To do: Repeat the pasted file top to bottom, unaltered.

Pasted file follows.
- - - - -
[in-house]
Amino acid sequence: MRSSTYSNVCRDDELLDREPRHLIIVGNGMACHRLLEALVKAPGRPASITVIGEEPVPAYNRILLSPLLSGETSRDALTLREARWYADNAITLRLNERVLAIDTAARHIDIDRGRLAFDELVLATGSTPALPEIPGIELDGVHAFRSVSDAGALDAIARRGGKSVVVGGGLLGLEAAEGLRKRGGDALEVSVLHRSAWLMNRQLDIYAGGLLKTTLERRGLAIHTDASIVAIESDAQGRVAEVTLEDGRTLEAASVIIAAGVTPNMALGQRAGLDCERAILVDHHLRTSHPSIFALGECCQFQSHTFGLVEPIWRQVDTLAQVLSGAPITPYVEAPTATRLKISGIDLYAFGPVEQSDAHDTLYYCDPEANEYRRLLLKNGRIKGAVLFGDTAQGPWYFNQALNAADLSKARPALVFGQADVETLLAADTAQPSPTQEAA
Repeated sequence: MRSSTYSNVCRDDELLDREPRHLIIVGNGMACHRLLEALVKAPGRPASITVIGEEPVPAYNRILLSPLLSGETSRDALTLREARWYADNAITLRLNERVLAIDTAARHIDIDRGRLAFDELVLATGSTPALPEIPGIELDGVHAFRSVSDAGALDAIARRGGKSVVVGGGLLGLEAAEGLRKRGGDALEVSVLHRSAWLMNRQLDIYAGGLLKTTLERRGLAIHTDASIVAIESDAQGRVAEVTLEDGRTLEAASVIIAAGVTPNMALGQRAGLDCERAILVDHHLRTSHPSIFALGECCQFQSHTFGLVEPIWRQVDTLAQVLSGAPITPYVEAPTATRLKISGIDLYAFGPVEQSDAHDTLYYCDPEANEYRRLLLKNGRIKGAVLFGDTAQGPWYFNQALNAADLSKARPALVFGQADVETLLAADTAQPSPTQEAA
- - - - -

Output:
[in-house]
Amino acid sequence: MRSSTYSNVCRDDELLDREPRHLIIVGNGMACHRLLEALVKAPGRPASITVIGEEPVPAYNRILLSPLLSGETSRDALTLREARWYADNAITLRLNERVLAIDTAARHIDIDRGRLAFDELVLATGSTPALPEIPGIELDGVHAFRSVSDAGALDAIARRGGKSVVVGGGLLGLEAAEGLRKRGGDALEVSVLHRSAWLMNRQLDIYAGGLLKTTLERRGLAIHTDASIVAIESDAQGRVAEVTLEDGRTLEAASVIIAAGVTPNMALGQRAGLDCERAILVDHHLRTSHPSIFALGECCQFQSHTFGLVEPIWRQVDTLAQVLSGAPITPYVEAPTATRLKISGIDLYAFGPVEQSDAHDTLYYCDPEANEYRRLLLKNGRIKGAVLFGDTAQGPWYFNQALNAADLSKARPALVFGQADVETLLAADTAQPSPTQEAA
Repeated sequence: MRSSTYSNVCRDDELLDREPRHLIIVGNGMACHRLLEALVKAPGRPASITVIGEEPVPAYNRILLSPLLSGETSRDALTLREARWYADNAITLRLNERVLAIDTAARHIDIDRGRLAFDELVLATGSTPALPEIPGIELDGVHAFRSVSDAGALDAIARRGGKSVVVGGGLLGLEAAEGLRKRGGDALEVSVLHRSAWLMNRQLDIYAGGLLKTTLERRGLAIHTDASIVAIESDAQGRVAEVTLEDGRTLEAASVIIAAGVTPNMALGQRAGLDCERAILVDHHLRTSHPSIFALGECCQFQSHTFGLVEPIWRQVDTLAQVLSGAPITPYVEAPTATRLKISGIDLYAFGPVEQSDAHDTLYYCDPEANEYRRLLLKNGRIKGAVLFGDTAQGPWYFNQALNAADLSKARPALVFGQADVETLLAADTAQPSPTQEAA